Last month, an old friend reached out and shared her fear that her husband was suffering from symptoms of a disorder that sounds a lot like a basic separation anxiety disorder, but his was specific to the turmoil and angst he experienced when he left the job. She said it wasn’t so much the case that he was a workaholic, she just felt that he let work worries and concerns take too much of his energy when he should have been focused on non-work pursuits. Not only did her husband struggle with committing to take vacation days, he also had trouble taking time away for “life or death” absences such as the funerals of loved ones or his own hospital stay. In a nutshell, “Work Separation Anxiety” or “Job Separation Anxiety” seems to be a disorder that affects individuals who feel the need to ensure that everything happens just as it should on the job—even when it’s not necessarily their responsibility or when they are not even literally “on” the job.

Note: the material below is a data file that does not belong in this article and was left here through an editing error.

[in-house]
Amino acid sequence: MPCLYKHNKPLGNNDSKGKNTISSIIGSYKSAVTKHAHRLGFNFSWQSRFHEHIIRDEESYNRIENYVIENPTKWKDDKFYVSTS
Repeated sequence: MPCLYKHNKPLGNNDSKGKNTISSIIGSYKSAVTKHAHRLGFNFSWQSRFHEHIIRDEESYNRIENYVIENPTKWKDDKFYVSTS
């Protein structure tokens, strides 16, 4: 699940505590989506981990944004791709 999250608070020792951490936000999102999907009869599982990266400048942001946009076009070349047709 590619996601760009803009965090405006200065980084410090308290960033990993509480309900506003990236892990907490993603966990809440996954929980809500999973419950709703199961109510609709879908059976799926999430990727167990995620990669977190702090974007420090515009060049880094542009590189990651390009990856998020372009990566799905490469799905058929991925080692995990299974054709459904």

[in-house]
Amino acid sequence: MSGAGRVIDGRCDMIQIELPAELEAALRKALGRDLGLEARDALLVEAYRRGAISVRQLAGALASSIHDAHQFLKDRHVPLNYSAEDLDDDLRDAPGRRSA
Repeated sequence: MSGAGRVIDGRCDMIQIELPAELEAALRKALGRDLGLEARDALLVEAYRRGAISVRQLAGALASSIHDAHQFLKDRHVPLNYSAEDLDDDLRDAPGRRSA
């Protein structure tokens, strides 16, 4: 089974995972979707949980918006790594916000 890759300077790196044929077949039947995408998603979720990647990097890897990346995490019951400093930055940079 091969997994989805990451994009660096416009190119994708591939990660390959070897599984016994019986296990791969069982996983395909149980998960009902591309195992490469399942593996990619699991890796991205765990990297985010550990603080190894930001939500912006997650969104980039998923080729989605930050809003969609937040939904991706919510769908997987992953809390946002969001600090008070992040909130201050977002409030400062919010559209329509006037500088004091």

Through some research, I found out that anxiety about missing work is more common than we might like to believe. Regardless of age or gender, we tend to take a healthy slice of our social and emotional identity from our vocational choice. We grow up and “become” our job title. Ask kids what they want to be when they grow up, and expect to hear career choices, not qualities such as kind, loyal, or honest. We value the role we play as a cog in the occupational machine rather than how we actually choose to play that role. My friend shared that when she needed her husband to take time off work to attend to the business of life that was not work-related, he would respond with significant agitation that would manifest itself in predictions of disasters that might strike if he weren’t there to prevent them.